Posts

Showing posts from August, 2007

"Dr. McCoy commented that he was a doctor, and not of some other profession unrelated to medicine"

If Edward Gorey wrote "The Trouble With Tribbles"

Discussion question: which is better, this or "Trials and Tribble-ations"?

(Link via)

No Laughing Matter: Thoughts on Bourne

On the question of Paul Greengrass's direction in The Bourne Ultimatum, there seem to be no moderate opinions. People either love his action scenes violently, or hate them with an equal violence. I'm in the latter camp. The quick cuts, out-of-focus and off-center shots, the almost complete absence of continuity of space and motion, all come together to create an effect that I found not simply incoherent and vaguely nauseating, but downright alienating. By the end of the film, having given up on the possibility of making heads or tails of what was going on, I was simply waiting the action scenes out. In between the car and foot chases, I found a lot to like about The Bourne Ultimatum. Script-wise, it's an effective and well-put-together thriller, tense and unrelenting, and the central character strikes an excellent balance between toughness and vulnerability without going to extremes in either direction. Between this film and Casino Royale, 2007 has been an excellent…

Lost, Season 3: A Few Observations

I gave up Lost as a, well, lost cause at the end of its second season, but my brother's been itching to watch the third and there have been a lot of positive remarks, many of them from bitter ex-fans like myself, about the season's second half. So this weekend we mainlined the whole thing. The verdict? Eh. Admittedly, I'd been spoiled for most of the major plot twists, including the big revelation in the season's final minutes, and this obviously had an effect on the amount of pleasure I could take out of it. I also agree with everyone who's said that there's a massive improvement in the show's plot progression, with questions being raised, answered, and leading to more questions with a rapidity that conjures up images of the Lost writing staff huddled around a screening of your average episode of Heroes, slack-jawed with amazement, muttering 'I didn't know we could do that' while mentally compressing their planned storyline for the next tw…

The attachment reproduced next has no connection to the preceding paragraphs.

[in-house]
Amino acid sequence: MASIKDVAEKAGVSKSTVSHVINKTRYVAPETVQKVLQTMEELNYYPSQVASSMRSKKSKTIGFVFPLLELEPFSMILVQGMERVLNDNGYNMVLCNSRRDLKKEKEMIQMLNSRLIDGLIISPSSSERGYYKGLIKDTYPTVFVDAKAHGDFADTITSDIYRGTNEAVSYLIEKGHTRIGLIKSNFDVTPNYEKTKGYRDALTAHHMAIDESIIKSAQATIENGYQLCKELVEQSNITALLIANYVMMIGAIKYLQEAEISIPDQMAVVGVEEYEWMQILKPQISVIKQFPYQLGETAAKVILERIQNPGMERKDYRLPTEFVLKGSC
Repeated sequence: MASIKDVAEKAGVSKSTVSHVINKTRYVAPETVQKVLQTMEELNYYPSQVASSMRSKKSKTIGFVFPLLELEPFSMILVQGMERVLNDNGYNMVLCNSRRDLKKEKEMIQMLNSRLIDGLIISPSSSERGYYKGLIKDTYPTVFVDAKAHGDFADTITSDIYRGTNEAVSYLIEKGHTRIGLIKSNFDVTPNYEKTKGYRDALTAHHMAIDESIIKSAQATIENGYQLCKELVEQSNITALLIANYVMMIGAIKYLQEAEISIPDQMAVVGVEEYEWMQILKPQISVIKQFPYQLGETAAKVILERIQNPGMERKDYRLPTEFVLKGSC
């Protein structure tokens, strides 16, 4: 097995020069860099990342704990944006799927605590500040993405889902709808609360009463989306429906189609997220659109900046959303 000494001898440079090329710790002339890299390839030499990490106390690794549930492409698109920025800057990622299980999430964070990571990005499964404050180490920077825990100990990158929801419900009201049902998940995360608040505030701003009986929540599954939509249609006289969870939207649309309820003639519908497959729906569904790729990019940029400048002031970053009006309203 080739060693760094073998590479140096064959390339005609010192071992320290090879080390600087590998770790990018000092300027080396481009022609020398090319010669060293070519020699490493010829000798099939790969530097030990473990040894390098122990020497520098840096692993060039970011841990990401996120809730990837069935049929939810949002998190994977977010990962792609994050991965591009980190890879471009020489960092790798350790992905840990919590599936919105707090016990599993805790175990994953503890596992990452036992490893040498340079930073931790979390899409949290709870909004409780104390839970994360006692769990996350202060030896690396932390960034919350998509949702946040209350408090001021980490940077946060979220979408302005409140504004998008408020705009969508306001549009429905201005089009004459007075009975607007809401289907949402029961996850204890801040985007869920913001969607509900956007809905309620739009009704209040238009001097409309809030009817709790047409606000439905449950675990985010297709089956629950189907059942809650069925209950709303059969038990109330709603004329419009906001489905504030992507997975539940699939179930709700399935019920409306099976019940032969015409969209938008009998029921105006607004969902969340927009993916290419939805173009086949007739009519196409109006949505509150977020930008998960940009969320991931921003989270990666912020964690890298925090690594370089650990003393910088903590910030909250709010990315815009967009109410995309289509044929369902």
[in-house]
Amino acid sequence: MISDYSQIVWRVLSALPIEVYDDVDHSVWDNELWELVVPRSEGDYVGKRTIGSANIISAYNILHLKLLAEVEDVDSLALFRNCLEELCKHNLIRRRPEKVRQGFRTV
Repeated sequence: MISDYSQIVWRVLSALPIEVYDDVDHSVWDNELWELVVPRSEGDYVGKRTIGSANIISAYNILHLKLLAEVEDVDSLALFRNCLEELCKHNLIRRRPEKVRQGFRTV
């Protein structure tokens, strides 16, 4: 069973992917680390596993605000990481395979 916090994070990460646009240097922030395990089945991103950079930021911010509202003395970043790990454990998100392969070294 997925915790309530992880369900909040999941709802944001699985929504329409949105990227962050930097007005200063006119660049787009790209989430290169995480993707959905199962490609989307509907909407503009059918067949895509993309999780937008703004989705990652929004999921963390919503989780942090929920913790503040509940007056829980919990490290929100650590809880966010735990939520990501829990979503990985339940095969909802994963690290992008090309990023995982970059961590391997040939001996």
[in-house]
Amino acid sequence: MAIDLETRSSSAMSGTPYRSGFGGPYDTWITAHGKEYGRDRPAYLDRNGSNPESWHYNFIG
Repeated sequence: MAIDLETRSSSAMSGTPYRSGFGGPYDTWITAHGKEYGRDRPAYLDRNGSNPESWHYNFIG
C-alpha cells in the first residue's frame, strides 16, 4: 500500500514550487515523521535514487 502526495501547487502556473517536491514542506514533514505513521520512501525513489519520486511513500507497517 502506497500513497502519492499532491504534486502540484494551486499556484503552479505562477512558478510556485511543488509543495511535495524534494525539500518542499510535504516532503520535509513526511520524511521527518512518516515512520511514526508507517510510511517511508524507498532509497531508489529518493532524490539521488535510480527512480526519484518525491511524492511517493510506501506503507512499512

A Veritable Dilemma

On the one hand, the American Life on Mars is almost certainly a disaster waiting to happen. Above and beyond the fact that the American TV landscape is littered with the corpses of reworked British shows, the head writer is David E. Kelley, a man who never met a melodrama, or overworked sentence, he didn't like, and whose idea of humor is over the top shenanigans with CGI thrown in. I had pretty much planned on giving the show a miss.

On the other hand, Niall just pointed me to this SciFi Wire report that Colm Meaney is being considered for the Gene Hunt role.

I might actually have to watch the damn thing.

Thoughts on a Film I Have No Intention of Seeing

Ever since it opened in Israel last month, I've been struck by the occasional urge to see Becoming Jane, for no better reason than that I want to know for certain whether it truly is as vile and offensive as the trailers and reviews make it out to be. The thought of subjecting myself to a two-hour version of the trailer is usually enough to bring me to my senses. It's not even as if I'm likely to get a blog post out of the experience--most of the salient points have been made time and again. AustenBlog has been pretty good about rounding up the sane reviews and skewering the silly ones, and the same objections I had when I first heard about the film keep cropping up: why is it necessary for a man to jump-start Austen's genius? And whence the belief that the creative process is nothing more than glorified stenography? This rather brilliant condensation of the film says it all quite nicely.